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Using dissimiliar metals as an advantage
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cjpeaceful Offline
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Using dissimiliar metals as an advantage
I know this sounds strange but if you think about it, during electrolysis, the results of the process are dictated by a few factors. The most important being (1) type of material used for the electrodes and (2) the type of electrolyte one uses in their solution mix. Agreed?

So, aside from everything else (i.e., plate spacing, amperage, voltage, solution volume, etc.), what if we took the approach of using these (2) in varying combinations to produce the H2 gas only (or, at least as pure as we can physically muster based on our personal skills)?

I posted a video some time ago on You Tube about using stainless steel and mild steel (Mystery Metal) and the effects created during electrolysis. Needless to say I had many questions after conducting the experiment. Then, it dawned on me. Maybe this is why MIT is using this approach rather than trying to separate the two gases during the electrolysis process (search MIT; http://web.mit.edu/newsoffice/2008/oxygen-0731.html).

Could we be going about this all wrong?

Does this mean we may have to settle for more corrosive materials? Do we need to re-think everything we have been doing for the past few decades?

Just some thoughts.
10-22-2008 01:19 PM
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jjb2888 Offline
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Post: #2
RE: Using dissimiliar metals as an advantage
cjpeaceful Wrote:I know this sounds strange but if you think about it, during electrolysis, the results of the process are dictated by a few factors. The most important being (1) type of material used for the electrodes and (2) the type of electrolyte one uses in their solution mix. Agreed?

So, aside from everything else (i.e., plate spacing, amperage, voltage, solution volume, etc.), what if we took the approach of using these (2) in varying combinations to produce the H2 gas only (or, at least as pure as we can physically muster based on our personal skills)?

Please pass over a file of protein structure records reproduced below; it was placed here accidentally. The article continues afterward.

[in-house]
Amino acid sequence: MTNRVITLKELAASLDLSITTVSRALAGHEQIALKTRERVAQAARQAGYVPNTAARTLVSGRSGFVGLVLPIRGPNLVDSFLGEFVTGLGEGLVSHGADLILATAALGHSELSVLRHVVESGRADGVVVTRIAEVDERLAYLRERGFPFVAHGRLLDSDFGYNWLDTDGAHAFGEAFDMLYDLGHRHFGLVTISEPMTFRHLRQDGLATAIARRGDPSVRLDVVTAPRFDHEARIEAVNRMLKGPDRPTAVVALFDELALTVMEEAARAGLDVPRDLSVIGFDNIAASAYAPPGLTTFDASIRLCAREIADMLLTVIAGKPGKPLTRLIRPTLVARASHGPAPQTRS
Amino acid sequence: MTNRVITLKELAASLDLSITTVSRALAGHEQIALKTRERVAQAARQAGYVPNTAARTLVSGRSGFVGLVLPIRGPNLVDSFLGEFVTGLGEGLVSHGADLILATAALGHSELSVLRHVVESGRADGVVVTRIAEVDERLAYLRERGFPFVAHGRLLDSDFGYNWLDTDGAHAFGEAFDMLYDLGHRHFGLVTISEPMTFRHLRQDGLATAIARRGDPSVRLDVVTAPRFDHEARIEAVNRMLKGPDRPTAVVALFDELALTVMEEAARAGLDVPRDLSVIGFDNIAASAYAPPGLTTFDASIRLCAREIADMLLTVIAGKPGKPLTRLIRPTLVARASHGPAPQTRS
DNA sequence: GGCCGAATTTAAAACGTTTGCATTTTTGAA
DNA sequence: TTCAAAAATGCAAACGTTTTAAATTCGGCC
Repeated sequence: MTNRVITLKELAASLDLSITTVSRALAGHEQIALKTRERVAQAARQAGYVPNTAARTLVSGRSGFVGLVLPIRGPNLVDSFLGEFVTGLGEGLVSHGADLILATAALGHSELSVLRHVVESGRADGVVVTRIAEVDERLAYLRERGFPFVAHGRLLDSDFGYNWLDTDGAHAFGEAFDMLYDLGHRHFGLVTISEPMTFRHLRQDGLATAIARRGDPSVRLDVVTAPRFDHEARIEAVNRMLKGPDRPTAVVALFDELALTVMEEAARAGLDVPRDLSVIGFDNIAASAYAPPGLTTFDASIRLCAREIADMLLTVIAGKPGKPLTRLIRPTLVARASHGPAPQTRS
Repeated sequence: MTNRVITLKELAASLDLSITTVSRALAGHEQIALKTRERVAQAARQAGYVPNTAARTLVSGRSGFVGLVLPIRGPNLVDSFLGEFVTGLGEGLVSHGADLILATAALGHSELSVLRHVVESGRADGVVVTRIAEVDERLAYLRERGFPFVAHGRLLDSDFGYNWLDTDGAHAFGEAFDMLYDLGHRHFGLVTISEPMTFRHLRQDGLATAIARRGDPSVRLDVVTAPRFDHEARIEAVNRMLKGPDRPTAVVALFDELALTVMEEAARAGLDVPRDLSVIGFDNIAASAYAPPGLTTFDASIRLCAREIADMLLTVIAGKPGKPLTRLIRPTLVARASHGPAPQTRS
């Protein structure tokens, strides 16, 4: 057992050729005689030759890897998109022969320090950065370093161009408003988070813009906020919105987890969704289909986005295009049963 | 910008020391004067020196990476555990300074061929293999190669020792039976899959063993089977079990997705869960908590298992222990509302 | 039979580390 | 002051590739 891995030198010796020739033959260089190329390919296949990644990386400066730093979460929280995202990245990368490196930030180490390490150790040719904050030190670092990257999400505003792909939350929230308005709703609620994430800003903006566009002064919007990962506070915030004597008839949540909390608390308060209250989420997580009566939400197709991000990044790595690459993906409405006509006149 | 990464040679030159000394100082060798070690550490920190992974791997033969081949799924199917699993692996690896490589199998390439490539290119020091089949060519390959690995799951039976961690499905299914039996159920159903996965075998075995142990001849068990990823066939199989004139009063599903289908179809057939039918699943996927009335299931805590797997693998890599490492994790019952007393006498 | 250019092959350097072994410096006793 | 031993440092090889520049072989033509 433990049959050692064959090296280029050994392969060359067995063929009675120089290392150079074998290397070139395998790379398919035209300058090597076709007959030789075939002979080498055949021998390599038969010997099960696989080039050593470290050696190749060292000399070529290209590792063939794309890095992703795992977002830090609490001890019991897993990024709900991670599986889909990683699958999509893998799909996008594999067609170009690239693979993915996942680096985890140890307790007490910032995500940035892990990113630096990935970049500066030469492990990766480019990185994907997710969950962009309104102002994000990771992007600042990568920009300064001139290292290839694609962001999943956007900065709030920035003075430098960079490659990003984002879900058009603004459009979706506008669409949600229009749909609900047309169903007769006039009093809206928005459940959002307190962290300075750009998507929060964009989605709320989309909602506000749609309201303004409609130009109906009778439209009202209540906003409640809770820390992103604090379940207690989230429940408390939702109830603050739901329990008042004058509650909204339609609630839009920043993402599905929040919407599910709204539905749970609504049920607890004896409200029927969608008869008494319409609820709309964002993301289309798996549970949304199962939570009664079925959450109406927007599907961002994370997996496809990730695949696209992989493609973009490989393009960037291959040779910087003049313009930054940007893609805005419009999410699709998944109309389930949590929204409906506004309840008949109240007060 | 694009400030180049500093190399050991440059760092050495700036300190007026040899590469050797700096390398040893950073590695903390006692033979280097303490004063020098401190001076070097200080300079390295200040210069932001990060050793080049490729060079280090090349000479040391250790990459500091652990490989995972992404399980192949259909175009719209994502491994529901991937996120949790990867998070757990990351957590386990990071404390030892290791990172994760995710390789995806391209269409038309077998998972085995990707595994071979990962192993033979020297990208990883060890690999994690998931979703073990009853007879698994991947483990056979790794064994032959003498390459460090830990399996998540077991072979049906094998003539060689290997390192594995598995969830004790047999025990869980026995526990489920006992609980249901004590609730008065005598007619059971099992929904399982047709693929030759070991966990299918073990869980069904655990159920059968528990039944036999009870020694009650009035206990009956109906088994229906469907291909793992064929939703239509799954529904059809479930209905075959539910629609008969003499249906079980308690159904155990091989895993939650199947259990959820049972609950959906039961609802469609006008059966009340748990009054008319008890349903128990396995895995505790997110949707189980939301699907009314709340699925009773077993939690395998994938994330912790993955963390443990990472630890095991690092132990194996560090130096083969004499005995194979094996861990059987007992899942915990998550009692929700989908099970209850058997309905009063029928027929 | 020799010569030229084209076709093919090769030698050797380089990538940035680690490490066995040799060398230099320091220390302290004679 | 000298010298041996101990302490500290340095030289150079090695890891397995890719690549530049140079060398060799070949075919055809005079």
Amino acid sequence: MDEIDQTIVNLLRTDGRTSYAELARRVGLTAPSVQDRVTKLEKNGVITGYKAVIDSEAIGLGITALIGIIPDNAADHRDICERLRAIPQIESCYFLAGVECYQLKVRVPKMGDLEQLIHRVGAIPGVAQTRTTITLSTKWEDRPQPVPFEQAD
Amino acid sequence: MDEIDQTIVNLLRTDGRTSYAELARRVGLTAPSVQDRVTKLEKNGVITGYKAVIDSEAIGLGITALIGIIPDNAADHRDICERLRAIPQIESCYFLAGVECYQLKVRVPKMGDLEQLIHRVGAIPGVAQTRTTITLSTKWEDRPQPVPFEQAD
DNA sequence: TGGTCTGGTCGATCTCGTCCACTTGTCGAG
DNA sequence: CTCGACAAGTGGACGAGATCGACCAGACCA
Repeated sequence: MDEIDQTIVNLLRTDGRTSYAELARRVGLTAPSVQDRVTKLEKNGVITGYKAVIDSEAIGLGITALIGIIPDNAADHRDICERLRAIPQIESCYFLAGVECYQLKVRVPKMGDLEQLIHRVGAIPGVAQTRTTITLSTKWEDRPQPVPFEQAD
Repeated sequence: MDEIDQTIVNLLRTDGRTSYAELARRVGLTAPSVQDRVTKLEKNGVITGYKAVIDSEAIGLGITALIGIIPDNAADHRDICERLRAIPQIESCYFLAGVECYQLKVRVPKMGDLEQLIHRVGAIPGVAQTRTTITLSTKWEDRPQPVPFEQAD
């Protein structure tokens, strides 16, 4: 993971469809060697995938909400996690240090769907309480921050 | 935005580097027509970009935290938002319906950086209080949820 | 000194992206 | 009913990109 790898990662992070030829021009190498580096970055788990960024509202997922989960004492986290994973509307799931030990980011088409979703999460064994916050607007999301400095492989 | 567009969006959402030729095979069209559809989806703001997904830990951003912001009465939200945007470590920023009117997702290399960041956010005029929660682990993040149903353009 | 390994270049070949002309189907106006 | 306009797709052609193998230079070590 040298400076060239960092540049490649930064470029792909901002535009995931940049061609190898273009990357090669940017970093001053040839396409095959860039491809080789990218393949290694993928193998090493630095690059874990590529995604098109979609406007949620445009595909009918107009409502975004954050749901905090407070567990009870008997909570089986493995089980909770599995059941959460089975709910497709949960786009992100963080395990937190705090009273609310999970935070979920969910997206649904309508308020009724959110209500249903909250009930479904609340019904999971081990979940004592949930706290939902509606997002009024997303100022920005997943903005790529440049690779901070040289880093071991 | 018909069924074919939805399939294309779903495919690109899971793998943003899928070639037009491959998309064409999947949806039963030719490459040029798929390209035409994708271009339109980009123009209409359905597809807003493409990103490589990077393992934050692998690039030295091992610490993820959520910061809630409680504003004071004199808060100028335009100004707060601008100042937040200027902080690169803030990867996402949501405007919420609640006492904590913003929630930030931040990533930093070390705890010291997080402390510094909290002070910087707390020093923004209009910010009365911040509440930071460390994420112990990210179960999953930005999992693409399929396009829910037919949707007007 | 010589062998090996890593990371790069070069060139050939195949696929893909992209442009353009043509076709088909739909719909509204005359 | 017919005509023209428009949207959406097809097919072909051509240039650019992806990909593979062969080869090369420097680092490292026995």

I posted a video some time ago on You Tube about using stainless steel and mild steel (Mystery Metal) and the effects created during electrolysis. Needless to say I had many questions after conducting the experiment. Then, it dawned on me. Maybe this is why MIT is using this approach rather than trying to separate the two gases during the electrolysis process (search MIT; http://web.mit.edu/newsoffice/2008/oxygen-0731.html).

Could we be going about this all wrong?

Does this mean we may have to settle for more corrosive materials? Do we need to re-think everything we have been doing for the past few decades?

Just some thoughts.

Saw this some time before. What we are doing is the old fashioned way. MIT's method is good but very costly for us. I am not sure of what volumes they put out either.
10-22-2008 04:11 PM
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cjpeaceful Offline
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RE: Using dissimiliar metals as an advantage
Agree.

I think it's possible to use "common" materials to achieve what we are doing but maybe unconventional common material. Like maybe mild steel or vinegar or copper, etc.

True, anything other than stainless steel will corrode quickly (or not) but these materials should not be disguarded either. Or, at least not yet.

I plan on replicating my posted video but this time I want to run the test for several hours at differing solution concentrations, different types of acids and maybe try some different plate spacing. The steel will probably disscolor again but if this disscoloration does not effect the solution (i.e, gunk it up), I may try one of these approaches with my next H2 only design. While I need to account for plate replacements, sure, but I don't think it's going to be as bad as we think.